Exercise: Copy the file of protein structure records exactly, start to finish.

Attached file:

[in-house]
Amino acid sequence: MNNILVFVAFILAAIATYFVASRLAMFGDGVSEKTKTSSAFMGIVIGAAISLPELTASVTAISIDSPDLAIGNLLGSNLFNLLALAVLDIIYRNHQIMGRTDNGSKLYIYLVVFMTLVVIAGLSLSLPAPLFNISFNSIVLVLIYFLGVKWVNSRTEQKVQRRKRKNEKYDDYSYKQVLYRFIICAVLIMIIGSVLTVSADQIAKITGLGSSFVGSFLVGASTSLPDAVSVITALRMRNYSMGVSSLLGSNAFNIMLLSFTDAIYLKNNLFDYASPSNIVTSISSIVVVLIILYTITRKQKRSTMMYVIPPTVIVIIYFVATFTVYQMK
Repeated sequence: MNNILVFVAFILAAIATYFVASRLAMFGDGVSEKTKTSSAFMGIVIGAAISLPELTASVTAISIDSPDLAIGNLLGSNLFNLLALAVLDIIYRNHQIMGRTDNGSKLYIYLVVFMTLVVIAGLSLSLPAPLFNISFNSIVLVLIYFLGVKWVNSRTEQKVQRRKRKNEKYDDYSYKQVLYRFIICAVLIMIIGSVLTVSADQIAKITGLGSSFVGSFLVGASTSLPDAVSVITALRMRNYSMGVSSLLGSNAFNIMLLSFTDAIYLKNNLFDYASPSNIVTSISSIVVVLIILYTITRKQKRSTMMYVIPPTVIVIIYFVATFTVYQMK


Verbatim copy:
[in-house]
Amino acid sequence: MNNILVFVAFILAAIATYFVASRLAMFGDGVSEKTKTSSAFMGIVIGAAISLPELTASVTAISIDSPDLAIGNLLGSNLFNLLALAVLDIIYRNHQIMGRTDNGSKLYIYLVVFMTLVVIAGLSLSLPAPLFNISFNSIVLVLIYFLGVKWVNSRTEQKVQRRKRKNEKYDDYSYKQVLYRFIICAVLIMIIGSVLTVSADQIAKITGLGSSFVGSFLVGASTSLPDAVSVITALRMRNYSMGVSSLLGSNAFNIMLLSFTDAIYLKNNLFDYASPSNIVTSISSIVVVLIILYTITRKQKRSTMMYVIPPTVIVIIYFVATFTVYQMK
Repeated sequence: MNNILVFVAFILAAIATYFVASRLAMFGDGVSEKTKTSSAFMGIVIGAAISLPELTASVTAISIDSPDLAIGNLLGSNLFNLLALAVLDIIYRNHQIMGRTDNGSKLYIYLVVFMTLVVIAGLSLSLPAPLFNISFNSIVLVLIYFLGVKWVNSRTEQKVQRRKRKNEKYDDYSYKQVLYRFIICAVLIMIIGSVLTVSADQIAKITGLGSSFVGSFLVGASTSLPDAVSVITALRMRNYSMGVSSLLGSNAFNIMLLSFTDAIYLKNNLFDYASPSNIVTSISSIVVVLIILYTITRKQKRSTMMYVIPPTVIVIIYFVATFTVYQMK